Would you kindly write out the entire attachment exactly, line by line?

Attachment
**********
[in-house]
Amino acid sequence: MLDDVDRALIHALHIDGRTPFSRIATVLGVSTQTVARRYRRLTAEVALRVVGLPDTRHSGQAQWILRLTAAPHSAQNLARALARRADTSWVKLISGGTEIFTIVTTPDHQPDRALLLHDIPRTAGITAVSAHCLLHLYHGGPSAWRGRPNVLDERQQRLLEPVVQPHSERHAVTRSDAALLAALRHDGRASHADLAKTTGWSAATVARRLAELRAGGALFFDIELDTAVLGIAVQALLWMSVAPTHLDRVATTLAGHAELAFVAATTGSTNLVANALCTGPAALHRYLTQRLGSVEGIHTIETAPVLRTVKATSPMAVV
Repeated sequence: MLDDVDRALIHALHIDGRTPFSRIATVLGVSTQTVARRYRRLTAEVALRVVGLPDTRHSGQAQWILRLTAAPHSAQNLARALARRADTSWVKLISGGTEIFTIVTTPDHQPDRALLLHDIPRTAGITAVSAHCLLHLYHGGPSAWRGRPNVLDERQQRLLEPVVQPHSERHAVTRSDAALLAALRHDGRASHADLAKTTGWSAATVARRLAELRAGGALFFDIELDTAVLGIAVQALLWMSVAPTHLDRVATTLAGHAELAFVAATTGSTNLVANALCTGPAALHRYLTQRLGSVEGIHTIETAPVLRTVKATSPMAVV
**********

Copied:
[in-house]
Amino acid sequence: MLDDVDRALIHALHIDGRTPFSRIATVLGVSTQTVARRYRRLTAEVALRVVGLPDTRHSGQAQWILRLTAAPHSAQNLARALARRADTSWVKLISGGTEIFTIVTTPDHQPDRALLLHDIPRTAGITAVSAHCLLHLYHGGPSAWRGRPNVLDERQQRLLEPVVQPHSERHAVTRSDAALLAALRHDGRASHADLAKTTGWSAATVARRLAELRAGGALFFDIELDTAVLGIAVQALLWMSVAPTHLDRVATTLAGHAELAFVAATTGSTNLVANALCTGPAALHRYLTQRLGSVEGIHTIETAPVLRTVKATSPMAVV
Repeated sequence: MLDDVDRALIHALHIDGRTPFSRIATVLGVSTQTVARRYRRLTAEVALRVVGLPDTRHSGQAQWILRLTAAPHSAQNLARALARRADTSWVKLISGGTEIFTIVTTPDHQPDRALLLHDIPRTAGITAVSAHCLLHLYHGGPSAWRGRPNVLDERQQRLLEPVVQPHSERHAVTRSDAALLAALRHDGRASHADLAKTTGWSAATVARRLAELRAGGALFFDIELDTAVLGIAVQALLWMSVAPTHLDRVATTLAGHAELAFVAATTGSTNLVANALCTGPAALHRYLTQRLGSVEGIHTIETAPVLRTVKATSPMAVV